Hi, all. I’m back, and wanted to take care of a couple of quick items before I get to today’s post. First of all, thanks to all of you for the great comments on my posts while I was away on vacation. I’ve read through all of them — y’all have some excellent dreams for that free year — and I added a comment to the “Writer’s Block Rant” because I thought one was warranted. Good discussions all around. Thanks.
Second, I noticed today when I went to post that Ed’s post on Saturday was the 600th in our archive. Just wanted to pause for a moment to reflect on that. 600 posts. That’s a lot of words and a lot of magic. Thanks to all of you for your contributions to the discussions and for your interest in what we and our special guests have to say. No you=no site. We’re grateful.
Even after a dozen books and fifteen years in this business, I still find myself confronting new challenges. Case in point: I’m trying to do something right now that I have never done before: I’m trying to begin the second book in a series of stand alone novels. The Thieftaker books represent my fourth fantasy series. But all the others have been extended story arcs. This new project is different. Each book tells a complete story — each book is a self-contained mystery. And so in starting the second Thieftaker novel, I’m starting a book that is entirely new. Except that it’s not. And therein lies the challenge.
With the second or third (or fourth or fifth…) book in an extended story arc, I know exactly where to take my story. Each book is part of a larger narrative whole, so in a sense my plotting is taken care of before I begin. I know that I have to make progress toward the ultimate ending of the series, and usually I have a specific narrative starting point and stopping place in mind when I begin. I know that I will have to reintoduce characters as they return to the stage, but the continuation of their stories makes that reintroduction fairly simple.
This second Thieftaker book is different for a number of reasons. First, most obviously, I need to begin a new narrative. I have a few clues as to where this story will go. I know it will be set in pre-Revolutionary Boston; I know it will involve a mystery, probably a murder that my lead character needs to solve. I know that the mystery and the political/social history of my setting need to overlap some in order to continue the historical theme I initiated in the first book. And I know that Ethan will have to deal with his nemesis, Sephira Pryce, and will have help from his friends.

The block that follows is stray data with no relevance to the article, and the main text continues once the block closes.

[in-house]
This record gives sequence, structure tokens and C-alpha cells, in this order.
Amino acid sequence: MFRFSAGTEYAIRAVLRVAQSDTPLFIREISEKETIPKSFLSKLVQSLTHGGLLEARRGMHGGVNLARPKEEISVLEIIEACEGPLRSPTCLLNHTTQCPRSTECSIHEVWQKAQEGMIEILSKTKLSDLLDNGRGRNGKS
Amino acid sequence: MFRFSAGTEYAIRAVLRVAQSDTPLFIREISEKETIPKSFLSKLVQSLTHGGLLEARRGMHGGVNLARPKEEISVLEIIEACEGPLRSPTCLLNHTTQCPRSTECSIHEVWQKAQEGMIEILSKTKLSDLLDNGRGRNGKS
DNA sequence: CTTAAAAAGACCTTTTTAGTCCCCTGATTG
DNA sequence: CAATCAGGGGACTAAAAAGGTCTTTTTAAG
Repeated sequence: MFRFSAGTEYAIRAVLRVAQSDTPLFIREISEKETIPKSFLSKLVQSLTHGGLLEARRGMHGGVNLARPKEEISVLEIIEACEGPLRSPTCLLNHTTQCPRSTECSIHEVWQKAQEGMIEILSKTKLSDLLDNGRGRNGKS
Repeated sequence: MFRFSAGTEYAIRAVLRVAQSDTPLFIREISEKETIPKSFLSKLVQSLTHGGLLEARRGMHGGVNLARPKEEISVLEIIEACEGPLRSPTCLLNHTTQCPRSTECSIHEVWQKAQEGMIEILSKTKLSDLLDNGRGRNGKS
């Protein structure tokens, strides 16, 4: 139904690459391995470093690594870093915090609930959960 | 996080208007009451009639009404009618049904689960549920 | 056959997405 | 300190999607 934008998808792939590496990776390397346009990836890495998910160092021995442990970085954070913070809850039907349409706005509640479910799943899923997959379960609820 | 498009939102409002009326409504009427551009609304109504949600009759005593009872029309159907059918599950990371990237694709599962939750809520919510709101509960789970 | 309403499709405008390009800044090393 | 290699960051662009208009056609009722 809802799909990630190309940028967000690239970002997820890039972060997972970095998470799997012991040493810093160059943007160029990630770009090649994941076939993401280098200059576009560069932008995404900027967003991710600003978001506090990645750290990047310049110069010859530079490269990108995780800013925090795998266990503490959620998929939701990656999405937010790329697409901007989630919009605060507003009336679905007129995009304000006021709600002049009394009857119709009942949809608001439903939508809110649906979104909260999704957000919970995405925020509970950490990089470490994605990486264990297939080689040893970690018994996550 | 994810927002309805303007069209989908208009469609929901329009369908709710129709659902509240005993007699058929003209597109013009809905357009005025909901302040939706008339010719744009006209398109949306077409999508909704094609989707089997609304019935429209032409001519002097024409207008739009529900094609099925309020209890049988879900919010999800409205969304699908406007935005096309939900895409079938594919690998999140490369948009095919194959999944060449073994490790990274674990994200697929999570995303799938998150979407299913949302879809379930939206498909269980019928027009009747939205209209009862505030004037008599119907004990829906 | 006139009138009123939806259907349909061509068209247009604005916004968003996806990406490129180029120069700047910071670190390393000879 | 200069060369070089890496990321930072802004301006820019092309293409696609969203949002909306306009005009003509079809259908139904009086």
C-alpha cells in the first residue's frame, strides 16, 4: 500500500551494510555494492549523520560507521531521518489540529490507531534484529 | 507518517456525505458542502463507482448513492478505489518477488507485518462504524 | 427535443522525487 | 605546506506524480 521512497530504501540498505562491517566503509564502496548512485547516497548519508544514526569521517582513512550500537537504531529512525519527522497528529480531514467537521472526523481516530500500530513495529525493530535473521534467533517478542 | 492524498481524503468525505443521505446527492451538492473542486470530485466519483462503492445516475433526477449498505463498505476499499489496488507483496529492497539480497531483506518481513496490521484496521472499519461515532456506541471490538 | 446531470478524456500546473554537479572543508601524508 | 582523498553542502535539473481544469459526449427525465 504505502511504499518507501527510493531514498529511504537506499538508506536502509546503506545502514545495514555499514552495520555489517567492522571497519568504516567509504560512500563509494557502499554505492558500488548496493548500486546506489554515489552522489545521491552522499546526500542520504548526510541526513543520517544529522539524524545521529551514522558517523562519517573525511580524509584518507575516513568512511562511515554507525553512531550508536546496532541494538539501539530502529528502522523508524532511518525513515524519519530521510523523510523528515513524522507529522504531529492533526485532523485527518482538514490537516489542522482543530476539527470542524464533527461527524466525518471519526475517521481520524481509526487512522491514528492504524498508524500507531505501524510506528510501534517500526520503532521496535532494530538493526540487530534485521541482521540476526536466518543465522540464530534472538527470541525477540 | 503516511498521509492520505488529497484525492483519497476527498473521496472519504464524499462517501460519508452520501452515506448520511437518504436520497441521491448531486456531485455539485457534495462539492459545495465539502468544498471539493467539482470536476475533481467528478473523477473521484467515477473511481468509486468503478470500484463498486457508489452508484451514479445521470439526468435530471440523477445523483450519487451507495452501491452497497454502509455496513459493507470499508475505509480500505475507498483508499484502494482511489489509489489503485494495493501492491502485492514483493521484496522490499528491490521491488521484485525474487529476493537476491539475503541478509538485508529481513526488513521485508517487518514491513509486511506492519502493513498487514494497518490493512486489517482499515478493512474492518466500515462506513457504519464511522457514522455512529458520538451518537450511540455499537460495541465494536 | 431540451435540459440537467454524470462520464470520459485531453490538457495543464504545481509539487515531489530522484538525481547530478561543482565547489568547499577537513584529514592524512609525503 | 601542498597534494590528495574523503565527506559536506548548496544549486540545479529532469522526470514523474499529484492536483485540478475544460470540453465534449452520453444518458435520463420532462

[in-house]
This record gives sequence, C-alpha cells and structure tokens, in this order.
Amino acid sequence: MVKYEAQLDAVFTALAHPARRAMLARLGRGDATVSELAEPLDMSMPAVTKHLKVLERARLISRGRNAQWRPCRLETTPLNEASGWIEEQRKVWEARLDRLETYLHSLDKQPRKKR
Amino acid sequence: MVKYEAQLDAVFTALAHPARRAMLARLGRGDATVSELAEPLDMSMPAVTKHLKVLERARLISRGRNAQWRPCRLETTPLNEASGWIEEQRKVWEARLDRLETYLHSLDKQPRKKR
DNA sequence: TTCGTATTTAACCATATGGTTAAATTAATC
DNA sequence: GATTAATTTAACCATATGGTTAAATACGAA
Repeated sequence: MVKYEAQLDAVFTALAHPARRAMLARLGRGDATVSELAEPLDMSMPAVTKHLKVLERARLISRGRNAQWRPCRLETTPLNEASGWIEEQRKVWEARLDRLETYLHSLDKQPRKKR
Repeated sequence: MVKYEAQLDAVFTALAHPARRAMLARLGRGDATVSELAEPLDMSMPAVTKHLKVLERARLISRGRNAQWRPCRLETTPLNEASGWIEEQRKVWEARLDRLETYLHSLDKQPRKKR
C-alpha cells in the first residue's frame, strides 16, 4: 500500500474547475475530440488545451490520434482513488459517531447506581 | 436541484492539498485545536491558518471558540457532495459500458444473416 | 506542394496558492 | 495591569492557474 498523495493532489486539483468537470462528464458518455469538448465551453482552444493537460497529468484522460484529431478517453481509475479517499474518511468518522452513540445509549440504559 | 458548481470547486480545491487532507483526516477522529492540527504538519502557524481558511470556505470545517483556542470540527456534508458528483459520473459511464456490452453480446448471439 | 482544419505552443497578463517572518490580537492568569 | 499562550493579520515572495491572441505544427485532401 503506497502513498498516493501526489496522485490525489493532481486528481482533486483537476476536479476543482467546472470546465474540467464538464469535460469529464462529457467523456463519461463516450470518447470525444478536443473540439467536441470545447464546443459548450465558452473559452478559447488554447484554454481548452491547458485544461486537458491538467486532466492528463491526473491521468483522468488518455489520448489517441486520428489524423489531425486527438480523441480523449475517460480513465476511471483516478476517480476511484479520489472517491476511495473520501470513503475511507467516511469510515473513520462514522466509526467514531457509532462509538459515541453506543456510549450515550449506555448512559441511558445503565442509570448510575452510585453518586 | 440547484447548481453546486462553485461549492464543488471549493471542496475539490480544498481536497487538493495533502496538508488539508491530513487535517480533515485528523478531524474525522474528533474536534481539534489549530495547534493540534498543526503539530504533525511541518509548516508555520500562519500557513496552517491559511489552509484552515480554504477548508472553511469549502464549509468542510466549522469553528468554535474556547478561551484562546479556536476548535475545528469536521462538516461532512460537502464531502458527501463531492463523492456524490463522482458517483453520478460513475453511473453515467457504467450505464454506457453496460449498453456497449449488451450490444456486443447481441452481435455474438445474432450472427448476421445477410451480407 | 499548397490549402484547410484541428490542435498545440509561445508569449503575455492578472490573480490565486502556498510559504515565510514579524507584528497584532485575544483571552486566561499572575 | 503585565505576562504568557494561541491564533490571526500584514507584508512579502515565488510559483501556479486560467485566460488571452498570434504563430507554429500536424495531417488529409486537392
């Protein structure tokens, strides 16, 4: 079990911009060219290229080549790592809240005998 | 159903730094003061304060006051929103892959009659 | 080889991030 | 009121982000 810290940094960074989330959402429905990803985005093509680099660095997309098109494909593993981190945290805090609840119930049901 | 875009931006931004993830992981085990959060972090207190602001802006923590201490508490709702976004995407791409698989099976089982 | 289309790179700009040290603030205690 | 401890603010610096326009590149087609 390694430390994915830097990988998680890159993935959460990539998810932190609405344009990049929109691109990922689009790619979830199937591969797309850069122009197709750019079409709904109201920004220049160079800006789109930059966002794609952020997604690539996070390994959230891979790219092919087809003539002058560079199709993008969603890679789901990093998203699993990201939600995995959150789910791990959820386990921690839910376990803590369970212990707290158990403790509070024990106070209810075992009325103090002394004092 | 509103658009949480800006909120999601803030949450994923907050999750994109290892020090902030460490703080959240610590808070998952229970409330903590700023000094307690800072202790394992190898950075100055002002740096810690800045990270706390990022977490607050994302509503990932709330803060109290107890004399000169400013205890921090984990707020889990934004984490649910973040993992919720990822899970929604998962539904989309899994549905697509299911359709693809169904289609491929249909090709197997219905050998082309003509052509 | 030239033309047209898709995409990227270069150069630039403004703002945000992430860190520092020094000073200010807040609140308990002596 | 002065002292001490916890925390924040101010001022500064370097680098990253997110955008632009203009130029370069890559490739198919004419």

I also know, though, that I’ll have reintroduce each of those characters and will have to find ways to do so that will be as informative as their introductions in the first book, without being mere repetitions. And here we begin to see the first of the challenges presented by the true serial versus the extended story arc. It’s not just that I’m writing a new story; it’s that I’m hoping to attract a whole new set of readers. With a three volume extended story arc I expect there to be a great deal of overlap between readers of the first book and readers of the subsequent volumes. But in this case I’m purposefully writing a series that readers can pick up at any point. I hope and expect that readers will start the series on book 2 or 3 or 4, and then go back to earlier volumes. There is no need to read these books in order. So I have to begin each novel as if my readers have never met any of my characters. On the other hand, I will have readers who read the series in order and who will already be familiar with the characters when they begin this second volume. And I don’t want to tick them off by rehashing too much from the first book.
I also don’t want my characters to be static. Ethan is always the hero; Sephira is always his chief nemesis. But this second book could take place two or three years after the first one. The next (third) book could coincide with the Boston Massacre, and so would be five years after the first volume. These characters will have changed in that time. Not a lot, but enough to keep them growing, to keep them interesting for my returning readers and for me.
Finally, I don’t want my plots to become overly formulaic. The series has a formula, of course. All projects of this sort do. Mystery, history, fantasy blended into a fun and hopefully thought-provoking story. But I want the historical events to be different — I used the Stamp Act Riots as the backdrop for the first novel. I expressly avoided a similar event for the second book. And I want the mysteries to be different, too, although they need to be similar enough to make Ethan’s involvement logical. I’m getting into too much detail here, but hopefully you see my point.
More than with any of the extended story arcs I’ve written in the past, this new project demands that I strike a delicate balance between making each new book familiar to fans of the series and making each one original, even unique. To be honest, I’m not entirely certain how I’m going to do it; I just know that I have to. And maybe that’s the larger message of this post. As others have said here again and again, the key to growing as writers is forcing ourselves out of our comfort zones, of trying to do more with a book or a story or even a scene than we’ve ever done before. Those challenges can be big or small, obvious or subtle. The important thing is to push ourselves, to strive for more in our art.
So, how are you challenging yourself with your Work In Progress?David B. Coe http://davidbcoe.livejournal.com http://www.DavidBCoe.com http://magicalwords.net